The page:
Don't believe me? Just talk to some working comedians, and you will quickly differentiate between the ones who stuck to this advice and the ones that didn't. Meeting a comic with reverence for his or her craft and a satisfied mind about themselves and their work is a really enlightening experience. I've met my share, and the underlying thread to their happiness always seems to be the refusal to abandon themselves on stage in favor of some character or attitude that does not represent who they are. They also have lives outside of comedy, if you can believe that. You know, families, friends, kids, houses, pets, hobbies. That kind of crap.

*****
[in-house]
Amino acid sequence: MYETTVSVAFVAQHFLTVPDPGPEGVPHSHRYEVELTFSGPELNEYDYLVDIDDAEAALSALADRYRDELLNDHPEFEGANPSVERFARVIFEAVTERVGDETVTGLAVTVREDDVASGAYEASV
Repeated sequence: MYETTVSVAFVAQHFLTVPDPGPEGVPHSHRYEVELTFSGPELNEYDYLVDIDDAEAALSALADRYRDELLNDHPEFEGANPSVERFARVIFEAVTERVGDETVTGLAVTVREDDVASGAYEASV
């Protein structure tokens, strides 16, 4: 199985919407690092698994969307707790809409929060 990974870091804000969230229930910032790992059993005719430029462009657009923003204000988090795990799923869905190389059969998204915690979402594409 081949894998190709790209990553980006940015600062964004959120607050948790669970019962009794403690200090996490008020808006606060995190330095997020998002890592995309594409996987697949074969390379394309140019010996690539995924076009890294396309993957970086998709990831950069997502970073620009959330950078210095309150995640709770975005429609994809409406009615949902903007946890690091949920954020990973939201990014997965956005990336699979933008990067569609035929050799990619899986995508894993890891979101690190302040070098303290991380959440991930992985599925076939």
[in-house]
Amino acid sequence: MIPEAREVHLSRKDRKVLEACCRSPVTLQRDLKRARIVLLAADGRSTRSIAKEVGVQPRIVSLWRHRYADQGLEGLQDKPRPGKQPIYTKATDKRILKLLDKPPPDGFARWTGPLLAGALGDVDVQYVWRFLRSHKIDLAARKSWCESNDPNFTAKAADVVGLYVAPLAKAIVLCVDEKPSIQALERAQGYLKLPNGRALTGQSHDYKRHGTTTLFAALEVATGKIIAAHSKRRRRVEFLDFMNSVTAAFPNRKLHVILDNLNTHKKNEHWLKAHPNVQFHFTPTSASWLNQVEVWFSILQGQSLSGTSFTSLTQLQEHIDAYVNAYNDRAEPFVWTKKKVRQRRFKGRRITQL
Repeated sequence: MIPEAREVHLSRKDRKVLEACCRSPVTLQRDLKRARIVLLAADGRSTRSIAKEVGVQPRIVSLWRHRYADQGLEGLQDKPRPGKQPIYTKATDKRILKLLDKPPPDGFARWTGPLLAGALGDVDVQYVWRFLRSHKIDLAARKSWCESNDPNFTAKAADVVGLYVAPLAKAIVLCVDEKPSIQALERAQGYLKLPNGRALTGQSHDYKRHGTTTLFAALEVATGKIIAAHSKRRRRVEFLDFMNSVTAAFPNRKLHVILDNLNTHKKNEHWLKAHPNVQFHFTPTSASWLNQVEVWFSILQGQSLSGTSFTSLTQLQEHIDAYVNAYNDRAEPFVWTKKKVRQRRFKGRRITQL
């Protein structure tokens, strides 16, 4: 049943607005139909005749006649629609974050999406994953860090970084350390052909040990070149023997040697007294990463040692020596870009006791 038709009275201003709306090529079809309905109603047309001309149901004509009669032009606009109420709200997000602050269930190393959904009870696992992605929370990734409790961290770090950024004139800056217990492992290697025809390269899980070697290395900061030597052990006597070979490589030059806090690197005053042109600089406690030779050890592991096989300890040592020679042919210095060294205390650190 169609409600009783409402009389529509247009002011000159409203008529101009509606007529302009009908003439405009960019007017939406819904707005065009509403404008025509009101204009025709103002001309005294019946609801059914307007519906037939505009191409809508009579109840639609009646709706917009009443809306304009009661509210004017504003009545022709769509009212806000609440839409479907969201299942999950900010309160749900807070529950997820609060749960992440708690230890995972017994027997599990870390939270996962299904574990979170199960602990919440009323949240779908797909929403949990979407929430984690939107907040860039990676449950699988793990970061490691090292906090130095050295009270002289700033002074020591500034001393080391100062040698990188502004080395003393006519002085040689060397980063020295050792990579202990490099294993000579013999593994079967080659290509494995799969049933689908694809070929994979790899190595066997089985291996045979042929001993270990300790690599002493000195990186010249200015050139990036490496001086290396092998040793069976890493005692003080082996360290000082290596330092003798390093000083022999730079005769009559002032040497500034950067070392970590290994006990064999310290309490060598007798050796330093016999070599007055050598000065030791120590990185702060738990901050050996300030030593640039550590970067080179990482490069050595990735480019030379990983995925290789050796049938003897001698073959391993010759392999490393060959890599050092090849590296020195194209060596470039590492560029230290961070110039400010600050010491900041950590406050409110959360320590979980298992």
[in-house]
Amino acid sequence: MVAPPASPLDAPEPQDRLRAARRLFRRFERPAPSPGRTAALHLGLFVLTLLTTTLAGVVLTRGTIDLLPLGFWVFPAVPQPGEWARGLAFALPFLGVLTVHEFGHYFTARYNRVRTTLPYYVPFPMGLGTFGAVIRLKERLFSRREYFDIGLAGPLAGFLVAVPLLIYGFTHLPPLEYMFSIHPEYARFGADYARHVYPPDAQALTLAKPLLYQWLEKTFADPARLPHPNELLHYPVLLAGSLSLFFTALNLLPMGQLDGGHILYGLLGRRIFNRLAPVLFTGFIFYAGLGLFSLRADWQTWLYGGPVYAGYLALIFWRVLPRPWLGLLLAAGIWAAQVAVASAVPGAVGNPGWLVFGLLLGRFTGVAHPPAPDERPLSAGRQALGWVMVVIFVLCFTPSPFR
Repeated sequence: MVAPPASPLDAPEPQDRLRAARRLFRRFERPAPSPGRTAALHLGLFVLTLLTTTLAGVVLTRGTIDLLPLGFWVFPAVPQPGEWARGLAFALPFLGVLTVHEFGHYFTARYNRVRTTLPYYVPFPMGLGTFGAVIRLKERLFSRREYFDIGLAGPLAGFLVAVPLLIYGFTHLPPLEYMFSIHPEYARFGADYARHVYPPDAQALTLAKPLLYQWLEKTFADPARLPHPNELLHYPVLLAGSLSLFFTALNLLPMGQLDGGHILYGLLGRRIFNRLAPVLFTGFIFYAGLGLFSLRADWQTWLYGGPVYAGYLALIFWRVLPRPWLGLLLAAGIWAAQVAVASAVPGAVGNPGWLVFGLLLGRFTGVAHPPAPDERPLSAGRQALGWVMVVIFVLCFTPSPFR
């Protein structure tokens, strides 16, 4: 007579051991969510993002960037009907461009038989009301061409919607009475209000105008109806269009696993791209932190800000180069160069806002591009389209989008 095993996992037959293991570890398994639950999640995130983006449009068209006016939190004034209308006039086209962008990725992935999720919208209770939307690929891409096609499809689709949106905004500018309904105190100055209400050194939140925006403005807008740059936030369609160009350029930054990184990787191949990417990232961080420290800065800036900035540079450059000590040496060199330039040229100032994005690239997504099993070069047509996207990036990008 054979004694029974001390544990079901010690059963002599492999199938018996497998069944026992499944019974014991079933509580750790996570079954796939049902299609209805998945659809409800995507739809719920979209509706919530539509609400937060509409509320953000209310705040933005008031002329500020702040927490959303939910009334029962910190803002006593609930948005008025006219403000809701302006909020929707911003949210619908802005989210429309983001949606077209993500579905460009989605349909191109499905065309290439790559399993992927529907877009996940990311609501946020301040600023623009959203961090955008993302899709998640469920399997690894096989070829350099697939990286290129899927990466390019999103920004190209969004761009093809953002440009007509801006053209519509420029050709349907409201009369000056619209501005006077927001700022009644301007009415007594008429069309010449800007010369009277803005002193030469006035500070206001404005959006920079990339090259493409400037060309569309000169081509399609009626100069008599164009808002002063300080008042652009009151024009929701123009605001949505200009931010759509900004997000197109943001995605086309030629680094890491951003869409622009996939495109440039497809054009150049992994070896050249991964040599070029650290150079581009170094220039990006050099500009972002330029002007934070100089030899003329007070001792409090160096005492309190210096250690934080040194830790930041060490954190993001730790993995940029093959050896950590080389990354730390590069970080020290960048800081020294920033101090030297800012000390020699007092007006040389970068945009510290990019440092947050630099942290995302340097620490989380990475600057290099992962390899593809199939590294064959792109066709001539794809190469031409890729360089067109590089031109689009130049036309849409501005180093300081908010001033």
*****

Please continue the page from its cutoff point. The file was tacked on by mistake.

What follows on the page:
Conversely, go chat with some road dog comic who has been trudging through the same act for the past decade or two. Listen to him bitch at the bar for hours about the business, what he thinks he's entitled to, his contempt for the audience, what he's had to sacrifice, the people who have screwed him over in the industry, and so on. Buckets of sunshine, they are. The biggest thing you notice about these comics is that beyond the bitterness, there is really not much else to their lives. Their warped devotion to what they think comedy is is the only reality they know anymore. You know why the whole "what's the deal with airline food?" line is the go-to for an impression of a hack comic? It's because if you're not going anywhere or doing anything beyond doing your act and traveling to do your act, the only worlds you know and can comment on are airports, comedy clubs, and hotel rooms. If you let comedy take over your life, you will quickly find yourself out of touch, out of inspiration, and out of energy for the craft you fought so hard to get into in the first place. It is vital for you to be a three dimensional human being, because then and only then are you qualified to observe and poke fun at other things. Even if who you are is a crotchety, sour jackass, it's better to honor that and maintain your dignity than it is to bottle it up in favour of a demeanor that is deceitful to yourself and your audiance.